China Industrial Production and Retail Sales Exceeded Expectations in August
China's industrial output and retail sales grew more than expected in August, data released on Friday showed, indicating that the recovery in certain areas of the economy continued steadily despite the headwinds from new COVID-related restrictions.
Data from the National Bureau of Statistics showed that output at China's factories rose 4.2% in August, exceeding the previous month's growth of 3.8%. The figure also beat growth forecasts of 3.8%.
The jump in industrial output came as factories in centers such as Shanghai ramped up activity to make up for a shortfall seen earlier this year due to COVID-related lockdowns.
A separate report showed that Chinese retail sales rose 5.4% in August, the fastest pace of growth in six months. It also beat expectations for growth of 3.5%.
The figures show that activity in China's main economic centers has steadily recovered after most COVID-related restrictions were lifted earlier this year. Retail sales also appear to be benefiting from pent-up demand and an improving job market.
China's unemployment rate fell slightly to 5.3% in August from 5.4% in the previous month.
The positive data also reflects the effects of the stimulus measures introduced in the last two months to revive economic growth. China has pledged to increase spending in the third quarter to support the economy.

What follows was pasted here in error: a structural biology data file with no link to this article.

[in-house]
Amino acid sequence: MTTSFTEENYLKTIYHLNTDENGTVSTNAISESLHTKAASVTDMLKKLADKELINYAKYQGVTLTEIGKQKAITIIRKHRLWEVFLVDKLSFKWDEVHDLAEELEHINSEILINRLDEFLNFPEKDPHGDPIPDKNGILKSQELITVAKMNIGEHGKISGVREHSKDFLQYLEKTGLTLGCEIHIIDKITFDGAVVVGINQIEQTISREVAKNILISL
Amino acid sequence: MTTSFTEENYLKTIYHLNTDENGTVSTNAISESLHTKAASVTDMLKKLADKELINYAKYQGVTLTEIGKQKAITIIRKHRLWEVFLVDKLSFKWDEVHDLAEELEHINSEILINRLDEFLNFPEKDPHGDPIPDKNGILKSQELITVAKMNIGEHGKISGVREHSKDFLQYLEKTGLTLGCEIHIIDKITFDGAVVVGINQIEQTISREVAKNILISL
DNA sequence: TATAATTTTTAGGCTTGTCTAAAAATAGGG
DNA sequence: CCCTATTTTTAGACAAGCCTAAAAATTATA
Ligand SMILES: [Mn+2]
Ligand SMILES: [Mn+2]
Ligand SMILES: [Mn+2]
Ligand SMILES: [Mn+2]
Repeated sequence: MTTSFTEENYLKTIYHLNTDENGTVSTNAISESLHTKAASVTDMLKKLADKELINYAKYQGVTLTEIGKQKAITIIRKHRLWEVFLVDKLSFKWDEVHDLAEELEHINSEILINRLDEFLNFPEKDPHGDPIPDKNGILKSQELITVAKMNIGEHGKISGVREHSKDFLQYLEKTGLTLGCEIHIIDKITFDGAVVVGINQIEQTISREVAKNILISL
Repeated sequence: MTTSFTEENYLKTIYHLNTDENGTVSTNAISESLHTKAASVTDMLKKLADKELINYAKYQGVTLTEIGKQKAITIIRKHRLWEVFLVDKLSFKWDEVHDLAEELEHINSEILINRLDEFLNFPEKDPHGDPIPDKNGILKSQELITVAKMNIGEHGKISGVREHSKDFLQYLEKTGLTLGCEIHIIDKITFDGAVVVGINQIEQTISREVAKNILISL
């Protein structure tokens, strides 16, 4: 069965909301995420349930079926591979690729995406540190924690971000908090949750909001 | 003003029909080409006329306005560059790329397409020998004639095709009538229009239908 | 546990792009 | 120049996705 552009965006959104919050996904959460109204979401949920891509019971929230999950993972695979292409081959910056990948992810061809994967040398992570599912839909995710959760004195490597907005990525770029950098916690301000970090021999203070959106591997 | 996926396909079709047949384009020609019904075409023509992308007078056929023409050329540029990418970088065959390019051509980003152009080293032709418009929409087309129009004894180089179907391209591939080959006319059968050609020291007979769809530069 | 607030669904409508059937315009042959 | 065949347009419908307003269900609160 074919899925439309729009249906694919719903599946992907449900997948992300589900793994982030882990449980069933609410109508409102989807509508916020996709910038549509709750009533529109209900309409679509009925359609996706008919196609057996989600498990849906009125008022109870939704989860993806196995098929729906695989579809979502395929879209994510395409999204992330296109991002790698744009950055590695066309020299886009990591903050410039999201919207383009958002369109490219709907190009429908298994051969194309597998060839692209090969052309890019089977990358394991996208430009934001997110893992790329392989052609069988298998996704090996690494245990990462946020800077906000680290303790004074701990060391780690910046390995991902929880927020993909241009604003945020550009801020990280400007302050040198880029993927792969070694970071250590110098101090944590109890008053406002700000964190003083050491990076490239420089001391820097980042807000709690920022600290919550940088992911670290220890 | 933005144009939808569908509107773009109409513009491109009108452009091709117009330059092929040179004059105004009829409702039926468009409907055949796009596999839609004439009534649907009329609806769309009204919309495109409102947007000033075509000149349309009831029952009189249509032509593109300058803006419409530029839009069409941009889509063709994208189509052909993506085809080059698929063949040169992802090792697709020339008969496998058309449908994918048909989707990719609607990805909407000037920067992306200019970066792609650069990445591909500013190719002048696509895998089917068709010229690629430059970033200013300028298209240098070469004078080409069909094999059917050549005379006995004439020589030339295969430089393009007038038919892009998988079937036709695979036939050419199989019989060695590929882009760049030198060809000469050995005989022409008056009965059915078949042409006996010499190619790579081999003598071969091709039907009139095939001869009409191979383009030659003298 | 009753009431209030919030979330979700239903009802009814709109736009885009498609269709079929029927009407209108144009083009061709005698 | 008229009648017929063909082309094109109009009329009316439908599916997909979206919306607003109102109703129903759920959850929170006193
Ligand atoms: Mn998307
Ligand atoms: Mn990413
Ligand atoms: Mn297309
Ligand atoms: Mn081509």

The data comes at a time when sentiment towards the Chinese economy is at multi-year lows, largely due to Beijing's strict zero COVID policy.
China introduced new COVID-related restrictions in several regions last month and has refused to abandon a policy that has brought economic growth to a standstill this year.
Friday's data follows last month's PMI readings, which showed manufacturing activity contracted for a second straight month in August. China's trade surplus also fell to a three-month low during the month as overseas and domestic demand remained weak.
Despite the positive data in August, China's economy has a long way to go to recover. Investors are wary of the risks to economic growth from further COVID outbreaks as well as a struggling property market.
Data released earlier on Friday showed that house prices in China fell 1.3% in August from a year earlier.
The Chinese yuan reacted slightly positively to Friday's data, paring some early losses. However, the currency fell below the psychologically important level of 7 against the dollar.
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